Assuming the Flyers are able to find a buyer for Lecavalier, they could be looking at a cap hit of up to $2.25 million for the next four seasons. In this scenario, the Flyers are punished with up to $9 million of cap penalties versus $10 million over the next four years if they outright buy him out, as well as with no cap penalties in the following four seasons.
The difficulty of finding a trade partner is two-fold. It requires finding an organization that has a perceived need for a veteran centerman as well as a team that Lecavalier will accept a trade to (the no-move-clause strikes again).
Where do we start?
Contending Teams (West): Anaheim Ducks, Chicago Blackhawks, Colorado Avalanche, Dallas Stars, Los Angeles Kings, Minnesota Wild, San Jose Sharks, St. Louis Blues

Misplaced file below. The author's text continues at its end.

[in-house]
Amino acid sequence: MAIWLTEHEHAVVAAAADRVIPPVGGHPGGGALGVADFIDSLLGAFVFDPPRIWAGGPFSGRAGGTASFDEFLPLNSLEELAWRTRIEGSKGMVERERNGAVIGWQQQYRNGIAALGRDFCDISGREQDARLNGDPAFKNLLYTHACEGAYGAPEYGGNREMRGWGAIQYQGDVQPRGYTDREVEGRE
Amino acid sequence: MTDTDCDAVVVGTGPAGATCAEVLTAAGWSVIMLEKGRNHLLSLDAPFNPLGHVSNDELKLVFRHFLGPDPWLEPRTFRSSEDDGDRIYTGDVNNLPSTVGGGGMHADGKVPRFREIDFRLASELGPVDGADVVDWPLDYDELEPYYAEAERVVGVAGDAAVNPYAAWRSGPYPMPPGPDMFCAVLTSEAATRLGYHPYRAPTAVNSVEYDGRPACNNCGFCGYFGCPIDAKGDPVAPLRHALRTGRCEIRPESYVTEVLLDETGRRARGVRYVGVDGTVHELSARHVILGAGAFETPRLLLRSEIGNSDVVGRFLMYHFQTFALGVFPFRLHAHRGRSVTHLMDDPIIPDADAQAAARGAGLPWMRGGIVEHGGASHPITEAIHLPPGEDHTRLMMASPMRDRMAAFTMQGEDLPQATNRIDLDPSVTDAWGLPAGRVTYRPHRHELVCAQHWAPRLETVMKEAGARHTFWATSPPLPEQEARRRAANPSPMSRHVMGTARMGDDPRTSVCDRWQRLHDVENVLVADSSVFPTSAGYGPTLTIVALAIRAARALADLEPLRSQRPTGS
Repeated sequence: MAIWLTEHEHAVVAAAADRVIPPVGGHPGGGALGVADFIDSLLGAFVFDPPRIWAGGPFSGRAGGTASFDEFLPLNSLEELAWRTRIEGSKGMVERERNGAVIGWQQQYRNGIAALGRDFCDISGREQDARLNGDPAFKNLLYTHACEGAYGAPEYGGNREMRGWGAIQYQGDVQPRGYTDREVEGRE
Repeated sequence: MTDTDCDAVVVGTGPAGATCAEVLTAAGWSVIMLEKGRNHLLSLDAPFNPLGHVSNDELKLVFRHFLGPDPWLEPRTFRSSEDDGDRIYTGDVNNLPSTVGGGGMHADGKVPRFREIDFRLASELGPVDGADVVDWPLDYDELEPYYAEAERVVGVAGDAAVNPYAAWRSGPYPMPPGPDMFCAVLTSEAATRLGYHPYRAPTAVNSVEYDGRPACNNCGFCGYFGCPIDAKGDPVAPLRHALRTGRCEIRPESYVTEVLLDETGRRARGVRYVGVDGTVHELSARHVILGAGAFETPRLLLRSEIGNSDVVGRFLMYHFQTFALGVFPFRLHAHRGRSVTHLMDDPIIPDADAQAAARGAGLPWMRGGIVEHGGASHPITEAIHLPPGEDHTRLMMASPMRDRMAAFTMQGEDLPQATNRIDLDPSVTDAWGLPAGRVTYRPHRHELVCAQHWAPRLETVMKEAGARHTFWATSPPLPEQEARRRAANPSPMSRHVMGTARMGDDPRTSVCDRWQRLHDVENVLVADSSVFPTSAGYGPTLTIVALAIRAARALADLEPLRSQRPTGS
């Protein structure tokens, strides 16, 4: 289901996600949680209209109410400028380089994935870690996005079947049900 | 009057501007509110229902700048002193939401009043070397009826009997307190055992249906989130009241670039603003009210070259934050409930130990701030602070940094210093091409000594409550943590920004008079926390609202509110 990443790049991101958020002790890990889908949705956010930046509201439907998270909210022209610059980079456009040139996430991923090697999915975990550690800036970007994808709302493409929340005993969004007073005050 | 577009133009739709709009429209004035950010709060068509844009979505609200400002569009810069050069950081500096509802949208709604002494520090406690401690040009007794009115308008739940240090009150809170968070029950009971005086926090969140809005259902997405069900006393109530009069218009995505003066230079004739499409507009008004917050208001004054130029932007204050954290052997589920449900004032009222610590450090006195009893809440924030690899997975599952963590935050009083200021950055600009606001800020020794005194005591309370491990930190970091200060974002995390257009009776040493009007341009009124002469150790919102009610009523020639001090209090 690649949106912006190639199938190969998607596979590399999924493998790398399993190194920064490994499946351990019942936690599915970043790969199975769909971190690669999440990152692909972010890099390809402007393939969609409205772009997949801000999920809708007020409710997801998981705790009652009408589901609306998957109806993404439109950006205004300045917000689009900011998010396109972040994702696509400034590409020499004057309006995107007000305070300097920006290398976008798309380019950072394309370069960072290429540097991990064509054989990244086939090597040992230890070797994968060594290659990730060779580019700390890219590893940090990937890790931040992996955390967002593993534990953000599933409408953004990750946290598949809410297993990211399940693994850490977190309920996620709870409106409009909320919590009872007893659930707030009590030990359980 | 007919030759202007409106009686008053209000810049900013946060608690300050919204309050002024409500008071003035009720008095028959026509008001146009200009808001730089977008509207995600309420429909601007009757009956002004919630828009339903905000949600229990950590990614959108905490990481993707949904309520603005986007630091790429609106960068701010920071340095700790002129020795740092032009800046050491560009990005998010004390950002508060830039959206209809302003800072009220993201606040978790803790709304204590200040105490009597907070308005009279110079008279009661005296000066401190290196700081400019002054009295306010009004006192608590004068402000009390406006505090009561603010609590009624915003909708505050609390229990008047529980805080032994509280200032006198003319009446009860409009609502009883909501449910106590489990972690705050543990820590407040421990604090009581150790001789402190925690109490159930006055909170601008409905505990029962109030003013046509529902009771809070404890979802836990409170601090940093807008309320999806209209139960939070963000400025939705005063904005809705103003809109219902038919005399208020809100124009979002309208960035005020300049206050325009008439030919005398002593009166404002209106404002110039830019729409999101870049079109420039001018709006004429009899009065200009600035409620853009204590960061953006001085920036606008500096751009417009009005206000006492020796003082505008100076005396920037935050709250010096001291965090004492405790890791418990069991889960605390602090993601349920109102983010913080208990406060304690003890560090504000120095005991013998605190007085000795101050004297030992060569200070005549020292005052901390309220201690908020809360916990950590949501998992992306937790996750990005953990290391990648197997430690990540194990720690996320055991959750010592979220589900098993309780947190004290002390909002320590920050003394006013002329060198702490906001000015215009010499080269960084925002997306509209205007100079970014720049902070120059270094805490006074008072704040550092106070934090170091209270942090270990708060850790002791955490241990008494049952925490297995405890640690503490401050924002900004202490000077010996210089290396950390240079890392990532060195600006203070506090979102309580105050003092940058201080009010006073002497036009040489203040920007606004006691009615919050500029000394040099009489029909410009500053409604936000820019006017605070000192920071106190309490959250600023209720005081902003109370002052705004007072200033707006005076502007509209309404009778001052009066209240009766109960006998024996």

The majority of these teams wouldn’t be here if they were in need of expensive depth, but one organization has already identified “second line center” as a position in need of upgrading- the Chicago Blackhawks. Unfortunately for the Flyers, the ‘Hawks are known for using advanced statistics in their decision-making process, and it seems unlikely that they would address their top six void with Lecavalier.
The Dallas Stars have their top centers in Jamie Benn and Tyler Seguin, but they could potentially use an upgrade at third line center with forward Rich Peverly questionable to return following a cardiac arrest on the bench last season that forced him to shut down for the remainder of the season. Whether Lecavalier fits that role or not is another debate, but an opening is there.
Contending Teams (East): Boston Bruins, Columbus Blue Jackets, Detroit Red Wings, Montreal Canadiens, New York Rangers, Pittsburgh Penguins, Tampa Bay Lightning
A good number of these teams are already dealing with older, overpriced centermen on the decline- R.J. Umberger in Columbus, Stephen Weiss in Detroit, Brad Richards in New York, Danny Briere in Montreal, etc. Not surprising half of these are former Flyers…
Bubble Teams (West): Nashville Predators and Phoenix Coyotes